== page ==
Want to see what all the magic is about, take a minute to watch the smart cruise video!

John Padgett, who led the Magic Band team at Disney has transported the same concepts and technology to the Regal Princess ship in the Carnival line. Padgett describes the vision of creating the “smart cruise” as: “Our focus is the end-to-end guest experience being holistically delivered in a personalized way, a simplified way.” Said another way, Carnival wants to take away the pain points and provide customers whatever they want, when they want it, in easiest way possible. Literally their own personal, smart experience “portal”.

The magic of the “Medallion” brings amazing personalization to life

To accomplish that objective, Carnival has created the Ocean Medallion which enables an individual real-time connection to each specific guest on board. Like the Disney Magic Band, each Medallion is personalized for each guest. It literally has your name carved on it! You wear it on your wrist, or as a necklace, or carry it in your pocket. It tracks where you are on ship, what you’re doing, and what you might want to do next.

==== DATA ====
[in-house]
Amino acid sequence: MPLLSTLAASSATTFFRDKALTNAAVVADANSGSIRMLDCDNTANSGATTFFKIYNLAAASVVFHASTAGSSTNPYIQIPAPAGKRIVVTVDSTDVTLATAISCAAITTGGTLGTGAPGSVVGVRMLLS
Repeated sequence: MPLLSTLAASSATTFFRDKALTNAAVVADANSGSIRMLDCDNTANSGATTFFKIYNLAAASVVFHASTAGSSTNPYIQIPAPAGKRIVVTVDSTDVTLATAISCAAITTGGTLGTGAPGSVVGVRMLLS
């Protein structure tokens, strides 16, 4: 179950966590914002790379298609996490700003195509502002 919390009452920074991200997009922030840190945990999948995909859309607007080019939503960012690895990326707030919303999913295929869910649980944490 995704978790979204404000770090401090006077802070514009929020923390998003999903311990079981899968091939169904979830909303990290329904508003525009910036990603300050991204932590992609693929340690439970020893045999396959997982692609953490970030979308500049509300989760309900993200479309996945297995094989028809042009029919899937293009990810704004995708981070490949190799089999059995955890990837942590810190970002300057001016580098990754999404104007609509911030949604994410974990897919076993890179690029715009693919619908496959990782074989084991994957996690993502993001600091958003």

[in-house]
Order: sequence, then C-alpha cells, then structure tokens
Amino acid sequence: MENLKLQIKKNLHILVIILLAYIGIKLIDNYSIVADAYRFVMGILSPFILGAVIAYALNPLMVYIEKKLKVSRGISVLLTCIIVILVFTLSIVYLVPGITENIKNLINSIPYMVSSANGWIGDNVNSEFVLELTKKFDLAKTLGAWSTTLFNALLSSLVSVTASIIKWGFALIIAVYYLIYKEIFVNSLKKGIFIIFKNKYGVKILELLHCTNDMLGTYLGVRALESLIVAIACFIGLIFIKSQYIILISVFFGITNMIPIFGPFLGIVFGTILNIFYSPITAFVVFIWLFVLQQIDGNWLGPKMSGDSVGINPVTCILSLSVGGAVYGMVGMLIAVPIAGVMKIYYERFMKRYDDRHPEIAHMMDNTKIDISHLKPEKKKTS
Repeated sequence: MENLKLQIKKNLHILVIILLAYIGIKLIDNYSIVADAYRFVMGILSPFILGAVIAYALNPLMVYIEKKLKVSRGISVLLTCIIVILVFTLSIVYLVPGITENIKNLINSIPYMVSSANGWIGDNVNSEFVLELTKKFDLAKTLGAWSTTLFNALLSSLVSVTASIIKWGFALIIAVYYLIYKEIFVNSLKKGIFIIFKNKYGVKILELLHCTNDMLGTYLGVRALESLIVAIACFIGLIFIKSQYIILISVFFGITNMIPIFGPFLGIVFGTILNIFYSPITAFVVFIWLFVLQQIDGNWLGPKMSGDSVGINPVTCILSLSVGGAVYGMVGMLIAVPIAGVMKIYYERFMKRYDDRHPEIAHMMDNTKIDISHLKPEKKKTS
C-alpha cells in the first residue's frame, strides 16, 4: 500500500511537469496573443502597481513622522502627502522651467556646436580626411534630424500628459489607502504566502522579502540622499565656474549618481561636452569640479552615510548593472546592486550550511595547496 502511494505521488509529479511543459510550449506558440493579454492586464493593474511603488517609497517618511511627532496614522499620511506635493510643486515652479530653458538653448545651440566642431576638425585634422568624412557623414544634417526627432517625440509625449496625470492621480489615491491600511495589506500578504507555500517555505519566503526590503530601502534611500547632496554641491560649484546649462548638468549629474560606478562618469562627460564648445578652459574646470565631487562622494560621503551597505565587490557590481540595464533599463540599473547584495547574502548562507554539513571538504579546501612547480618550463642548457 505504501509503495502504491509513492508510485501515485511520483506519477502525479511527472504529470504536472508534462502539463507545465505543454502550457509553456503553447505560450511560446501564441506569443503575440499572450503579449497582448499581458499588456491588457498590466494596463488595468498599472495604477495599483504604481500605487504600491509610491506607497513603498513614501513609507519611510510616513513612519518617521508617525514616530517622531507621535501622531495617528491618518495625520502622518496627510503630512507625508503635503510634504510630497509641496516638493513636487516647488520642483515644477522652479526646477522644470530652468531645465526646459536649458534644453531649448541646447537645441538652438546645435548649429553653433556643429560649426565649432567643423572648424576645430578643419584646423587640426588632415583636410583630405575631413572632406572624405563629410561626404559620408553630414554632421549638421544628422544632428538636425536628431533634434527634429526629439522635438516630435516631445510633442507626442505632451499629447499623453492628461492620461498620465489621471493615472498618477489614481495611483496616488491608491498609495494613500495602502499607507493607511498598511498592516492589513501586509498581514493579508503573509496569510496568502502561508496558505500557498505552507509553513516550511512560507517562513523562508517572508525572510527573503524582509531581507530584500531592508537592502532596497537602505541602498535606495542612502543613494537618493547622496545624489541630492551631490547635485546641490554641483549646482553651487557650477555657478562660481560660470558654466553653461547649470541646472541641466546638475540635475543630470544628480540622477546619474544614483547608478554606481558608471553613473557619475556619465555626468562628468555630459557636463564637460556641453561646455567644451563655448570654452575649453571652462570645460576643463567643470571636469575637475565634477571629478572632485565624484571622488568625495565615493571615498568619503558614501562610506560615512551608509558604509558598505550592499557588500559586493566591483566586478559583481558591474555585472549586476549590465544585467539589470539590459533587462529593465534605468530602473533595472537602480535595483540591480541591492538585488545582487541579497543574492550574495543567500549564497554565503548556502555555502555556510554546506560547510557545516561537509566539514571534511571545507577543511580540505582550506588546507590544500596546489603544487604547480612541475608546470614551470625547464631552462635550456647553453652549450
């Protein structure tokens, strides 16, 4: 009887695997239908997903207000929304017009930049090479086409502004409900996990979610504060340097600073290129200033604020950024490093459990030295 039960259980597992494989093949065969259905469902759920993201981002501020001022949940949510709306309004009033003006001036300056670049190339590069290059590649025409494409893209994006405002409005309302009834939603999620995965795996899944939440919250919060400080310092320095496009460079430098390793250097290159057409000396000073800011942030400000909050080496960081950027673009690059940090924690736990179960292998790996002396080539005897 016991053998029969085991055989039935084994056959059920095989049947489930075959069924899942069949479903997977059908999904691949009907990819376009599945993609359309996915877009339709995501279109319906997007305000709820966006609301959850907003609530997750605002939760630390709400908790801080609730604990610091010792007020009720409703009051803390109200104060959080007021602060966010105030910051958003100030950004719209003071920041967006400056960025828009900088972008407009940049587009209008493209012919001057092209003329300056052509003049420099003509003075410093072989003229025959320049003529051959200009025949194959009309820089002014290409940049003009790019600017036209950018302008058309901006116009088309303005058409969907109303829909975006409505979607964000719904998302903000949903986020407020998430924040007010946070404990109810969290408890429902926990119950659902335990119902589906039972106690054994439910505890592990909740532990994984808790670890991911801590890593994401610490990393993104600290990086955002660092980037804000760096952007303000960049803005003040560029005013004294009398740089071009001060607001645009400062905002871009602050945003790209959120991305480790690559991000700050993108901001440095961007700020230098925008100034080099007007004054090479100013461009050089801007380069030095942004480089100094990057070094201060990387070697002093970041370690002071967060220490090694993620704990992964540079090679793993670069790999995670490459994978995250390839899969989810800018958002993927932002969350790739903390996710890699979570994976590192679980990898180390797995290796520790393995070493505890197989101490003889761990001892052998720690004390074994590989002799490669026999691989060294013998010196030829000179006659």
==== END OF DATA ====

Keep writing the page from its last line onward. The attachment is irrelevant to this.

Carnival Smart Cruise

The Medallion room key literally becomes your portal to everything for your experience on board, and onshore. You can also interact via the Medallion with a network of 4,000 high res 55 inch screens scattered throughout the ship to find directions, see all the offerings and book anything your heart desires. The 7,000 sensors on board the ship know when you walk toward your room and personalizes the temperature and lighting automatically.

If they know everything about you what is the “creep factor” and risks?